Thursday, July 12, 2012

Let The Pea-A-Thon Begin

 Fig.1.A bushel of fresh peas. It's a good thing.

Things come to life when the markets begin to sell berries, fruits and vegetables and I ain't talking about the food. At the risk of sounding overly sentimental, what comes alive is something in me that's been dead all winter: the colors, sights, sounds and flavours spark that culinay flame, and nothing awakens an appetite like fresh peas.

Peas are nothing short of a miracle.  How fauna has evolved to the point where little edible peas are protected by a pod calls into question the existence of a higher power.  For everyone out there who has only ever seen peas either frozen in a bag, or in a can with a Green Giant on the packaging, you owe it to yourself to get out to a farmer's market and gaze upon the splendor that is a fresh pea.
I bought a large bushel from the Birri Brothers with the intention of snacking on and cooking with peas all week, I'll be buying another couple of bushels which I'll be freezing.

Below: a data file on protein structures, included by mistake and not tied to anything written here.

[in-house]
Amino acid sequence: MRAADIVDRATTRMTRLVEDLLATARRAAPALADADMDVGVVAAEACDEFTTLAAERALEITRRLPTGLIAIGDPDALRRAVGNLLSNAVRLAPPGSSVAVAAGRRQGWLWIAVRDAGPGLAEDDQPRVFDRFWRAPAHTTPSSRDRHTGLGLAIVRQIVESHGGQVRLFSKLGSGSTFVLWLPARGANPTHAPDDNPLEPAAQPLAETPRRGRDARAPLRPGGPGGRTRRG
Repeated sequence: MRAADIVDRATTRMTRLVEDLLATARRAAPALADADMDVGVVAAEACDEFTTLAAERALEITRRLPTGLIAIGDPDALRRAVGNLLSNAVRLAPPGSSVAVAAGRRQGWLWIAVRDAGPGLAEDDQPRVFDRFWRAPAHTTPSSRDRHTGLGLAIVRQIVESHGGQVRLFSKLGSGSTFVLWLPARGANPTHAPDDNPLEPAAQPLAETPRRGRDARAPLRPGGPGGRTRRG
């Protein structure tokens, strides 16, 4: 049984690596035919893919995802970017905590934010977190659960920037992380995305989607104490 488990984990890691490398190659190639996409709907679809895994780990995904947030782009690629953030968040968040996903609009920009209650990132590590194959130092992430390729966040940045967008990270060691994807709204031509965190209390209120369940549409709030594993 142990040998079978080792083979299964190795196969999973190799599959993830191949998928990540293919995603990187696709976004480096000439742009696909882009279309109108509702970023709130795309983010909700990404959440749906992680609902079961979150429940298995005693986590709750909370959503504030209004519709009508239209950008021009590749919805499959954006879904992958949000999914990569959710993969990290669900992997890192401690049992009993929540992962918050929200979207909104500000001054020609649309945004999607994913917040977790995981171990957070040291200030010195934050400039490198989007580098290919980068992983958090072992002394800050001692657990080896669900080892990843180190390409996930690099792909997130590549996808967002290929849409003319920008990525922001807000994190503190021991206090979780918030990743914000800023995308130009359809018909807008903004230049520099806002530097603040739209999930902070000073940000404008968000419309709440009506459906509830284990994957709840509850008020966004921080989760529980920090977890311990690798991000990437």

Fig.2. A large bowl of shucked fresh peas, a perfect raw snack food.

Peas are one of those versatile ingredients that can be added to almost anything. This recipe is the first of a four part 'pea-a-thon'.  It's a simple way to use peas and an example that peas can add a different flavour to any dish.

Sea Snail and Pea Ceviche
I buy my sea snails (they're called borgot in French) at Atkins & Freres in the Jean Talon Market. Their 'borgot' come two ways: bottled in Mason Jars in a brine vinigar solution, and a variety just soaking in brine.  These sea snails are cooked so it's technically not a ceviche, but feel free to use fresh raw scallops or raw sole if you can't find sea snails. Like all ceviches, the viniger will 'cook' the seafood.

Fig.3. Sea snails from Quebec, or borgots in French


8 to 10 Sea snails, sliced
1/3 cup fresh raw peas
1 small shallot, finely diced
red wine viniger


Put all of the ingredients in a dish, mix and serve.

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